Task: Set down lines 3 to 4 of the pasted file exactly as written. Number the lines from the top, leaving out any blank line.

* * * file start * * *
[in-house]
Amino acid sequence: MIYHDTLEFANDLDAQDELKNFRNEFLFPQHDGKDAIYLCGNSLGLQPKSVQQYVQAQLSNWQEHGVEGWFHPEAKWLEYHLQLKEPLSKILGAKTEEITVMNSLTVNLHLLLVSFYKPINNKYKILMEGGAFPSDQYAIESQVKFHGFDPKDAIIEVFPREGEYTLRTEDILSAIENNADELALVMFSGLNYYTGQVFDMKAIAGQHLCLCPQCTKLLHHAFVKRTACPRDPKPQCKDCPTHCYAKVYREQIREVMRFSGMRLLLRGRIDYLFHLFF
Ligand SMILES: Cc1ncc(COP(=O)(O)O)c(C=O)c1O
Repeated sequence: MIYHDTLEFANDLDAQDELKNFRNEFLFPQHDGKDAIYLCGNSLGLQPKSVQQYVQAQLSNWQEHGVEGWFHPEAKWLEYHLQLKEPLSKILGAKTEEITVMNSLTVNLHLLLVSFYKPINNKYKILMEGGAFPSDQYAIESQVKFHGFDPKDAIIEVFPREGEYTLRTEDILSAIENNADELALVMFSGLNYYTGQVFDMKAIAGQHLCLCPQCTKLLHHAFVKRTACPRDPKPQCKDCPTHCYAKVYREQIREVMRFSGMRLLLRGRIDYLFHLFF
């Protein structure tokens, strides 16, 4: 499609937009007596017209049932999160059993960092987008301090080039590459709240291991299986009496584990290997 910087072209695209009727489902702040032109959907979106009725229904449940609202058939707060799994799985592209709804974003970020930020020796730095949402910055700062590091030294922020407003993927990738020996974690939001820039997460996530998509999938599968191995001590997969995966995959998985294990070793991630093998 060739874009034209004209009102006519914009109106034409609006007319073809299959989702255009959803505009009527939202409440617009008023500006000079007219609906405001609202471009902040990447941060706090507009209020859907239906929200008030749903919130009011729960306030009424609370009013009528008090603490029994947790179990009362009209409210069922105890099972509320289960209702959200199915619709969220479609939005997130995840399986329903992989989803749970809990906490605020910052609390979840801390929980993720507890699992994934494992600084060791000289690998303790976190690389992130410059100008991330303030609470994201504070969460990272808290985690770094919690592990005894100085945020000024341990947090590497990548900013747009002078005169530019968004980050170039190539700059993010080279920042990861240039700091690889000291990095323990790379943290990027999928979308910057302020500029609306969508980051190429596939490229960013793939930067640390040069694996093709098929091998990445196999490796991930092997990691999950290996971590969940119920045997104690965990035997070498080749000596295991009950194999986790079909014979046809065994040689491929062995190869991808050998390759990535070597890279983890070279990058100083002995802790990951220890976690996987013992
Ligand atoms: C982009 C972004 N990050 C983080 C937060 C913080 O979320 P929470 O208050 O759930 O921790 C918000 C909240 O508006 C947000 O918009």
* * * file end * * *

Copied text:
Ligand SMILES: Cc1ncc(COP(=O)(O)O)c(C=O)c1O
Repeated sequence: MIYHDTLEFANDLDAQDELKNFRNEFLFPQHDGKDAIYLCGNSLGLQPKSVQQYVQAQLSNWQEHGVEGWFHPEAKWLEYHLQLKEPLSKILGAKTEEITVMNSLTVNLHLLLVSFYKPINNKYKILMEGGAFPSDQYAIESQVKFHGFDPKDAIIEVFPREGEYTLRTEDILSAIENNADELALVMFSGLNYYTGQVFDMKAIAGQHLCLCPQCTKLLHHAFVKRTACPRDPKPQCKDCPTHCYAKVYREQIREVMRFSGMRLLLRGRIDYLFHLFF